Pensions

PBGC’s multiemployer program: Out of cash by 2025?

PBGC’s multiemployer program that insures collectively bargained defined benefit pensions of about 10.5 million participants is “in serious trouble,” the agency says.(Photo: AP)

The Pension Benefit Guaranty Corporation’s multiemployer insurance program is more than likely to be insolvent as early as the end of fiscal year 2025, according to the agency’s FY 2016 Projections Report.

The program’s deficit grew by $3.1 billion since last year’s projection report, to $58.6 billion.

The multiemployer program insures the collectively bargained defined benefit pensions of about 10.5 million participants in 1,350 plans.

More than 100 of those plans, covering more than 1.2 million workers, are in “critical and declining” status, a designation that means the plans will run out of money to pay pensions within the next two decades.

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When they do, retirees will not be able to rely on PBGC insurance when the insurance program runs out of cash. By law, the multiemployer program provides a fraction of the benefits insured in the single-employer program.

In a recent multiemployer plan insolvency, 40 percent of participants in the plan saw their promised benefits cut by more than half, according to PBGC.

The program’s deficit is projected to reach $80 billion by 2026.

A statement from PBGC reflected the severity of the situation:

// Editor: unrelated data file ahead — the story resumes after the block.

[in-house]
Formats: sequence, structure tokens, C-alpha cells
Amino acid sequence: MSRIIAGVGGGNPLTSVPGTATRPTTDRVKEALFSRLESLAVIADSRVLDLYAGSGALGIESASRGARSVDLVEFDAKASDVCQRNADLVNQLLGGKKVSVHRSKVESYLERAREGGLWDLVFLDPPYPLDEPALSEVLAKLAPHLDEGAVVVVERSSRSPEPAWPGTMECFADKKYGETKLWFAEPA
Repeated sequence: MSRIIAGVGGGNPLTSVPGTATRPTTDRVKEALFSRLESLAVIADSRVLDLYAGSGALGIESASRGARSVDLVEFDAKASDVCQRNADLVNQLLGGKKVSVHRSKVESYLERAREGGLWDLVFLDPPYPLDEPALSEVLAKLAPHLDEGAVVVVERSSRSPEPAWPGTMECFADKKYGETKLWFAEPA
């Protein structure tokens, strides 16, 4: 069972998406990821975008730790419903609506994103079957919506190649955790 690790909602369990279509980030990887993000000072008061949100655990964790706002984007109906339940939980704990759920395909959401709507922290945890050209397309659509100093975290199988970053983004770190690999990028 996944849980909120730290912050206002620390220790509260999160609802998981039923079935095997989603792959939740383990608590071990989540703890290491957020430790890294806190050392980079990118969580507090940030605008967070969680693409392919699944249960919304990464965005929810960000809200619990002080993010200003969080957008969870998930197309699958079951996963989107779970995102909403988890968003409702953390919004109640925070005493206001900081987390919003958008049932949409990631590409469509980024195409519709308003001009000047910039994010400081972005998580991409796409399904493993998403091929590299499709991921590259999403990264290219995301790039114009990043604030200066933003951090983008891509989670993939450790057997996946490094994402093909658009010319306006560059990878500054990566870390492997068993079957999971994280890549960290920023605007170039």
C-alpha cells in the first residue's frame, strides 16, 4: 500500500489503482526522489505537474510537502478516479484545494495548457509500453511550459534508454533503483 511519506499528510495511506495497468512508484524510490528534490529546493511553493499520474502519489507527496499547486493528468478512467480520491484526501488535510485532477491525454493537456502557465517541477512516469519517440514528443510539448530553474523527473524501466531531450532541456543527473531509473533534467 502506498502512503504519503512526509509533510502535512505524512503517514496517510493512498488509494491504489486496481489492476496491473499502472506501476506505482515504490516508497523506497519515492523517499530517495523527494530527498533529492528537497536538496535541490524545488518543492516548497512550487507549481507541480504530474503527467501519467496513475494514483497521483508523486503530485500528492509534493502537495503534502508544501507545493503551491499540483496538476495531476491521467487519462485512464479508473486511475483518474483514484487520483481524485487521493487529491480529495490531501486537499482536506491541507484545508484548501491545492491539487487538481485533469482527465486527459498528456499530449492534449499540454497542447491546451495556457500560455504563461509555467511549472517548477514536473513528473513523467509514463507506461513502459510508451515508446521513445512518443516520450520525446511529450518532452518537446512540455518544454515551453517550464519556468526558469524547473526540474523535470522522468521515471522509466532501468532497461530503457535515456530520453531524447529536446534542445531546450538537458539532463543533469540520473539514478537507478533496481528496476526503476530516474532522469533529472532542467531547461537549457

“The increasing demand for financial assistance from insolvent plans will accelerate the depletion of PBGC’s multiemployer program assets. The multiemployer insurance program is in serious trouble and is likely to run out of money by the end of fiscal 2025.  If that happens, the people who rely on PBGC guarantees will receive only a very small percent of current guarantees — most participants would receive less than $2,000 a year and in many cases, much less,” the statement said.

Predictions on when the multiemployer program will run out of funds vary and depend on when insolvent plans will need to insured. But under existing law, the program is certain to be depleted by 2036.

Under the White House’s proposed budget, PBGC would be able to apply a new variable premium rate on plans, set to the degree to which they are underfunded. That option exists for single employer plans, but Congress has not authorized the agency to apply the more aggressive premium rate structure to collectively bargained plans.

The White House plan would also impose an exit fee on individual companies that leave multiemployer plans, which widens plans’ funding gaps by depleting employer and participant contributions.

PBGC says the White House proposal would raise $16 billion over the next 10 years.

The Multiemployer Pension Reform Act of 2014 gave plans in critical and declining status new options to limit benefit payments in order to stave insolvency.

Plans that apply for benefit reductions must satisfy a stringent process overseen by the Treasury Department, and the benefit cuts must be approved by participants.

To date, 15 plans have applied to reduce benefits, but only one plan has been approved by Treasury.

In 2016, the multiemployer program held $2.2 billion in assets. Another $2.8 billion is projected to be collected over the next decade in premium payments currently structured by Congress.

Those assets won’t begin to cover the needs of the multiemployer plans in most dire circumstances.

The Central States, Southeast and Southwest Areas Pension Plan is projected to be insolvent by 2025.

In a 2016 letter to participants, the fund’s executive director said the retirement benefits of more than 400,000 workers would be reduced to virtually nothing without a government bailout.

During his confirmation hearing, Treasury Secretary Stephen Mnuchin committed to seeking bipartisan resolution to the funding crisis facing the Central States plan.

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